The state allows a woman to have an abortion up until the point that a physician determines “there is a reasonable likelihood of the fetus’ sustained survival outside the uterus without the application of extraordinary medical measures” or if the procedure is necessary in order to “protect the life or health of the woman.”

State law does not stipulate the exact point in a pregnancy when viability occurs, instead allowing a physician to make that determination based on “good faith medical judgment.” In most cases, doctors have considered a fetus viable at 24 weeks. Most women seek abortions early in their pregnancies, with nearly 93% of procedures in 2019 occurring before 13 weeks’ gestation, while less than 1% were after 21 weeks, according to federal data from the Centers for Disease Control and Prevention. The data does not designate when an abortion after 21 weeks is the result of a medical condition.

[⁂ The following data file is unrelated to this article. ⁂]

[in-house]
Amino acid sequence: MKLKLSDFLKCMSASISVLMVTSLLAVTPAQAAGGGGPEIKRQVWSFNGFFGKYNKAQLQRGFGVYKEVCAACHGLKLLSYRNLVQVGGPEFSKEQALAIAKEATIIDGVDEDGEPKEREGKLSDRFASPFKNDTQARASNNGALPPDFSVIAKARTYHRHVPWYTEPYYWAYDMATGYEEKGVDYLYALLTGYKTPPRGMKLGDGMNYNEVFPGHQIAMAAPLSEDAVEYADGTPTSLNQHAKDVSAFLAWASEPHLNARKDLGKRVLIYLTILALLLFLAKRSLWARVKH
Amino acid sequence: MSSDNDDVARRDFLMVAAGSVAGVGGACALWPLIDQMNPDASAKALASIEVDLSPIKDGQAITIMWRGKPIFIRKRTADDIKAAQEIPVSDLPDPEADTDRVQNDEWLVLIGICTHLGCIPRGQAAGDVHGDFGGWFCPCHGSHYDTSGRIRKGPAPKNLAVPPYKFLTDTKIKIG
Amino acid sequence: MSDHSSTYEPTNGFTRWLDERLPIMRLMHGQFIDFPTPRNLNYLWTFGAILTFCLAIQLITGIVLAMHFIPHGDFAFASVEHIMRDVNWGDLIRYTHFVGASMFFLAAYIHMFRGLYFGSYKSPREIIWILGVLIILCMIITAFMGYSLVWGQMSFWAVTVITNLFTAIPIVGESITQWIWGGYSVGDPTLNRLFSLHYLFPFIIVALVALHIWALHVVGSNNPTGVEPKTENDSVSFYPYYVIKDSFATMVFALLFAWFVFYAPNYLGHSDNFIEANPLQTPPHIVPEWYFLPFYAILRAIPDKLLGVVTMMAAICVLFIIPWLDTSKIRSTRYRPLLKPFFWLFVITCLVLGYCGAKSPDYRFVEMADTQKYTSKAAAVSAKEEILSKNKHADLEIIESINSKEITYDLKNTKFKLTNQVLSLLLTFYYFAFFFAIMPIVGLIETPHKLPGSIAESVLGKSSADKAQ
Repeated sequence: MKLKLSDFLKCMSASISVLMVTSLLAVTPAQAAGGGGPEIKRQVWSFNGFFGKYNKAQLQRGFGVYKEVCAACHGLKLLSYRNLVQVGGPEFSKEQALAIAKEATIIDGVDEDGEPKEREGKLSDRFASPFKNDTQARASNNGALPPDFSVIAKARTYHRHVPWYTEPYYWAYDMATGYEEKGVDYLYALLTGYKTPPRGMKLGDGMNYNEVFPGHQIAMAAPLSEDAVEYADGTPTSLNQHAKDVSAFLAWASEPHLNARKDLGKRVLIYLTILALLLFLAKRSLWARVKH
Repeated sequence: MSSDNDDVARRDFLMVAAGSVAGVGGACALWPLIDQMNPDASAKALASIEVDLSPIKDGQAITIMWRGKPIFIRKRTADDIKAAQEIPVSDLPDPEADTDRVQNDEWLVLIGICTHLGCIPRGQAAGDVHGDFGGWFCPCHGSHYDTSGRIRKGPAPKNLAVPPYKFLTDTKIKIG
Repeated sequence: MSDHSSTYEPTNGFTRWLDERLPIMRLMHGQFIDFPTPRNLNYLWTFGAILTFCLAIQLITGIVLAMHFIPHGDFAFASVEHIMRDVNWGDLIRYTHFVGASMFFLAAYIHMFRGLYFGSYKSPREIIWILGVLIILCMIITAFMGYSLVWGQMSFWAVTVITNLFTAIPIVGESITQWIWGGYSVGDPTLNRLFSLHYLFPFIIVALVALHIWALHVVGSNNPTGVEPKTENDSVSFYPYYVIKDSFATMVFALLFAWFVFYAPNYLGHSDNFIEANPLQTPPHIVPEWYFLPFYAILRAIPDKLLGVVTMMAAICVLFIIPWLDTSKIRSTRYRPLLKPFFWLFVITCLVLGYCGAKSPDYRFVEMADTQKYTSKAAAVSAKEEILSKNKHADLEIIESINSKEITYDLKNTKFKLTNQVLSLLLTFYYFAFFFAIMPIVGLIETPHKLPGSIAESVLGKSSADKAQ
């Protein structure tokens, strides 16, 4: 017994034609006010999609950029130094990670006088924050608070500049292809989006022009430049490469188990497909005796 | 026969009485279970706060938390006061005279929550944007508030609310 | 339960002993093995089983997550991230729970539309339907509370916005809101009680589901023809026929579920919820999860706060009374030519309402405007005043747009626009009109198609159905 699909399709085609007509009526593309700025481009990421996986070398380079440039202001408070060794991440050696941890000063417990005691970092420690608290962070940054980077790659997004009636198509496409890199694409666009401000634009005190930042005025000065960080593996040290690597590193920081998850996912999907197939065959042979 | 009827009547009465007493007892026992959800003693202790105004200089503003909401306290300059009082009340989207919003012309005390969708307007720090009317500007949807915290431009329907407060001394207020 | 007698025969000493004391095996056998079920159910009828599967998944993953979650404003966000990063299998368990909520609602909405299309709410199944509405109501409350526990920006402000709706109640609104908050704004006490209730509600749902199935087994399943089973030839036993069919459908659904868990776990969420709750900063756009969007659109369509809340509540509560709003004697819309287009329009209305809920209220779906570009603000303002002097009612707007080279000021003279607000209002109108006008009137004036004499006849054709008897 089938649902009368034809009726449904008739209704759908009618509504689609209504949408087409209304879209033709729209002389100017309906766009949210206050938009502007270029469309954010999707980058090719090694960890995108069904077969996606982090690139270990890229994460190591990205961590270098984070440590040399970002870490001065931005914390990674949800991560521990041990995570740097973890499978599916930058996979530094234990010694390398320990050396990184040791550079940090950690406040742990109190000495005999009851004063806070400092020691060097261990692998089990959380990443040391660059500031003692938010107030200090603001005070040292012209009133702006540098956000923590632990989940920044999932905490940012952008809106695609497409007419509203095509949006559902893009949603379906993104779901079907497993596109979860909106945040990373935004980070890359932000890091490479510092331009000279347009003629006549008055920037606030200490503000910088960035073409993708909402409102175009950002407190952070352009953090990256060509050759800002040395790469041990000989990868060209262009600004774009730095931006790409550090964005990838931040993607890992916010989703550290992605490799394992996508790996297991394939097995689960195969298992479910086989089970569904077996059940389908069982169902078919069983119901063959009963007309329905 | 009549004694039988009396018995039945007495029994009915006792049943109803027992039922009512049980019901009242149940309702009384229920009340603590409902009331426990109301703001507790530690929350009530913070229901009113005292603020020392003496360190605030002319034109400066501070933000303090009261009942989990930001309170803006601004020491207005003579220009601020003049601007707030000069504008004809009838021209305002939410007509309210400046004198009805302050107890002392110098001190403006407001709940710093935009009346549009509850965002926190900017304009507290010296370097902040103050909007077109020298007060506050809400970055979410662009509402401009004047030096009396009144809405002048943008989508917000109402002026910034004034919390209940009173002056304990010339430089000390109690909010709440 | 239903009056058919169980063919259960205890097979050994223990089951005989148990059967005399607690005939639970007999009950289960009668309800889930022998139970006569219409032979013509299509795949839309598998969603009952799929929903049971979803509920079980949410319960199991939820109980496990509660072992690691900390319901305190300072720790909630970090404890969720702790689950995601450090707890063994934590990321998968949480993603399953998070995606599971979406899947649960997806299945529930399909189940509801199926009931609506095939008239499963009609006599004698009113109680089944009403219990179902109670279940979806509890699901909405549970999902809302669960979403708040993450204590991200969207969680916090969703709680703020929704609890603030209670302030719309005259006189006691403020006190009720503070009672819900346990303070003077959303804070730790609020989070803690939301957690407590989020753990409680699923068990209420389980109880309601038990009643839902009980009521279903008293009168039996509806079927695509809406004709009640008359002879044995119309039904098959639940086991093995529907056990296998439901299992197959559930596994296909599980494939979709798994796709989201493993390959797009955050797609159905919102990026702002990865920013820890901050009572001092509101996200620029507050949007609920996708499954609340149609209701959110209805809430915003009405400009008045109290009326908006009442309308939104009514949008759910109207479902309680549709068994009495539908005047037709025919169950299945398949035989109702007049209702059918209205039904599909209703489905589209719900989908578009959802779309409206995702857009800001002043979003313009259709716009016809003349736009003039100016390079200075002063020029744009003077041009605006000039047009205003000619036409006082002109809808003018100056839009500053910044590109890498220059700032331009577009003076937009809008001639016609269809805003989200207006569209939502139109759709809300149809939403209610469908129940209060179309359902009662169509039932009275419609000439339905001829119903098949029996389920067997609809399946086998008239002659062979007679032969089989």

California requires Medi-Cal, the state’s healthcare program for the poor, and private plans to cover the cost of abortion. In March, Gov. Gavin Newsom signed a bill requiring health insurers licensed by the state to cover the full cost of an abortion, without a co-pay, deductible or other cost-sharing that can, on average, range from $300 for a medication abortion to nearly $900 for a procedural abortion, according to the California Health Benefits Review Program.

“California has robust protections,” Franklin said. “So losing the federal constitutional protection will not strip Californians of needed rights to access.”

Earlier this month, Senate President Pro Tem Toni Atkins (D-San Diego), introduced a constitutional amendment that would ask voters to enshrine California’s abortion protections in the state Constitution. Senate Constitutional Amendment 10 would prohibit the state from denying or interfering with a person’s “reproductive freedom in their most intimate decisions, which includes their fundamental right to choose to have an abortion and their fundamental right to choose or refuse contraceptives,” according to the text of the amendment.